Metatarsus Adductus

Metatarsus Adductus (MTA) is a common foot deformity, occurring in about seven percent of all newborn infants. With MTA, the outer edge of the forefoot is turned in, and the border of the foot is no longer straight. One or both feet may be affected.

The cause of the MTA is unknown. It has been suggested that it may be congenital - the result of heredity - or caused simply by the position of the infant while in the womb.

In many infants with MTA, the problem may correct itself without treatment by the time the baby is six months old - despite the apparent severity of the case.

Stretching Exercises
Stretching exercises may also prove helpful. By exercising the baby's foot, the muscles which turn the foot outward may be stimulated. The following stretching exercise is recommended:

  1. The first step in effectively stretching your baby's foot is to grasp it properly. With one hand, place your thumb along the outside of the leg and your index finger on the inside of the heel. Use the left hand for the right foot; right hand for the left foot (Figure 1).
  2. Using the other hand, place the thumb just beneath the toes. The thumb should support all of the toes. Holed the forefoot between the thumb and the index finger (Figure 2), with the sole of the foot slightly flexed.
  3. Then push the foot horizontally outward (Figure 3). Repeat this exercise 15 times.

If the deformity persists after six to nine months of age, the use of plaster casts, orthotic devices or corrective shoes may be prescribed by the child's physician.

The baby will wear casts for six to 12 weeks, and the casts will be changed every two weeks. The cast may extend up to the knee or top of the thigh with the knee in a bent position.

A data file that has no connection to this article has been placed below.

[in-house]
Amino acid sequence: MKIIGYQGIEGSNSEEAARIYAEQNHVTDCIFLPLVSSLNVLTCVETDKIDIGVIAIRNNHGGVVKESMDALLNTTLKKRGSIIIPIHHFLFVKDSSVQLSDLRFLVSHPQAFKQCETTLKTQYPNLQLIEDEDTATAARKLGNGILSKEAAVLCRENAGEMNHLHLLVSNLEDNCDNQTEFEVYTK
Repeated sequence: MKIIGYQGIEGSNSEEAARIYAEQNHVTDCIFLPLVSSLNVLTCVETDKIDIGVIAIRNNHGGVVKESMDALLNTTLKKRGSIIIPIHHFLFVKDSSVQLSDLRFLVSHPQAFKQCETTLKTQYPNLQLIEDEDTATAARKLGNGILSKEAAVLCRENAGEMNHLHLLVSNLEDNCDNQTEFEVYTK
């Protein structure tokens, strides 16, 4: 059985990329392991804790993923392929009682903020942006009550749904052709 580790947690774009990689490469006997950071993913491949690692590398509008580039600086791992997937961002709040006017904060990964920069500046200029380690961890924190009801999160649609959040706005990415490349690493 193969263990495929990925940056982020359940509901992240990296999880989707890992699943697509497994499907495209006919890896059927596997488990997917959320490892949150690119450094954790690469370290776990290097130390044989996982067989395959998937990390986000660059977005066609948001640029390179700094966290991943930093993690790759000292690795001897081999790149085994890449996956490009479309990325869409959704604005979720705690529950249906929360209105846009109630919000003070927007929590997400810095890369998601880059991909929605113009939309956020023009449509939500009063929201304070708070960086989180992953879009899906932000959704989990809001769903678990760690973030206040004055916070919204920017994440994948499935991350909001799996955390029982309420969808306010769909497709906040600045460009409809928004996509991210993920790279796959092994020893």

Once the position of the foot is corrected, the use of prescription shoes may be required to prevent a recurrence of MTA. If treatment is successful, the child should be able to wear non-prescription shoes by the age of one year.

Occasionally, surgery may be required in late-diagnosed cases which are unresponsive or resistant to non-operative treatment. An orthopaedic surgeon can provide information on other options for treating MTA.

Cast Instructions

  1. It will take 24-48 hours for the plaster cast to dry. DO NOT lean, press or bear weight against the cast during this time.
  2. Do not allow the cast to get wet. If the cast breaks or becomes soft before your child's next appointment, please contact the orthopaedic nurse at 638-9100 or the Emergency Room at 638-9174.
  3. If you notice swelling, coolness or blue or purplish color to the toes, notify the orthopaedic nurse immediately or bring the child to the emergency room.
  4. You may wish to remove the casts at home prior to your return visit to the clinic. Mix four tablespoons vinegar with one quart warm water and soak the casts until you are able to unravel the plaster from the foot.